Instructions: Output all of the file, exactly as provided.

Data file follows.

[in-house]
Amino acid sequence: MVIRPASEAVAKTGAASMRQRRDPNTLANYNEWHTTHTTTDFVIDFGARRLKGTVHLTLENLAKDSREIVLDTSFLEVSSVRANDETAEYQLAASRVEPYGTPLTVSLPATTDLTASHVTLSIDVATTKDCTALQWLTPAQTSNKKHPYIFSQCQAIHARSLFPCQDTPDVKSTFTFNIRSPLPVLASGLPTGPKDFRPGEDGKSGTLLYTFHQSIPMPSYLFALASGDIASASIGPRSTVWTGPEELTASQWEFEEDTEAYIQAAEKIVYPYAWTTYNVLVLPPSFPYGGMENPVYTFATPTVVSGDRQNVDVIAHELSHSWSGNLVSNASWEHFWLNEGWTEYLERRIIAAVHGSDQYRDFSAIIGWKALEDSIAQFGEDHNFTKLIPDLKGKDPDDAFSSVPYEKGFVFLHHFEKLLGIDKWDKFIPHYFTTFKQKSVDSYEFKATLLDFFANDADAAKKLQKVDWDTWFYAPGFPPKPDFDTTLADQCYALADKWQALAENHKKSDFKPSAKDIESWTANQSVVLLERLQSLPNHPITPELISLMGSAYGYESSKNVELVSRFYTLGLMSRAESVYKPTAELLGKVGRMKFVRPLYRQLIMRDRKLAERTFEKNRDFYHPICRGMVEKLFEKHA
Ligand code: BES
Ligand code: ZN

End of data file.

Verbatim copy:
[in-house]
Amino acid sequence: MVIRPASEAVAKTGAASMRQRRDPNTLANYNEWHTTHTTTDFVIDFGARRLKGTVHLTLENLAKDSREIVLDTSFLEVSSVRANDETAEYQLAASRVEPYGTPLTVSLPATTDLTASHVTLSIDVATTKDCTALQWLTPAQTSNKKHPYIFSQCQAIHARSLFPCQDTPDVKSTFTFNIRSPLPVLASGLPTGPKDFRPGEDGKSGTLLYTFHQSIPMPSYLFALASGDIASASIGPRSTVWTGPEELTASQWEFEEDTEAYIQAAEKIVYPYAWTTYNVLVLPPSFPYGGMENPVYTFATPTVVSGDRQNVDVIAHELSHSWSGNLVSNASWEHFWLNEGWTEYLERRIIAAVHGSDQYRDFSAIIGWKALEDSIAQFGEDHNFTKLIPDLKGKDPDDAFSSVPYEKGFVFLHHFEKLLGIDKWDKFIPHYFTTFKQKSVDSYEFKATLLDFFANDADAAKKLQKVDWDTWFYAPGFPPKPDFDTTLADQCYALADKWQALAENHKKSDFKPSAKDIESWTANQSVVLLERLQSLPNHPITPELISLMGSAYGYESSKNVELVSRFYTLGLMSRAESVYKPTAELLGKVGRMKFVRPLYRQLIMRDRKLAERTFEKNRDFYHPICRGMVEKLFEKHA
Ligand code: BES
Ligand code: ZN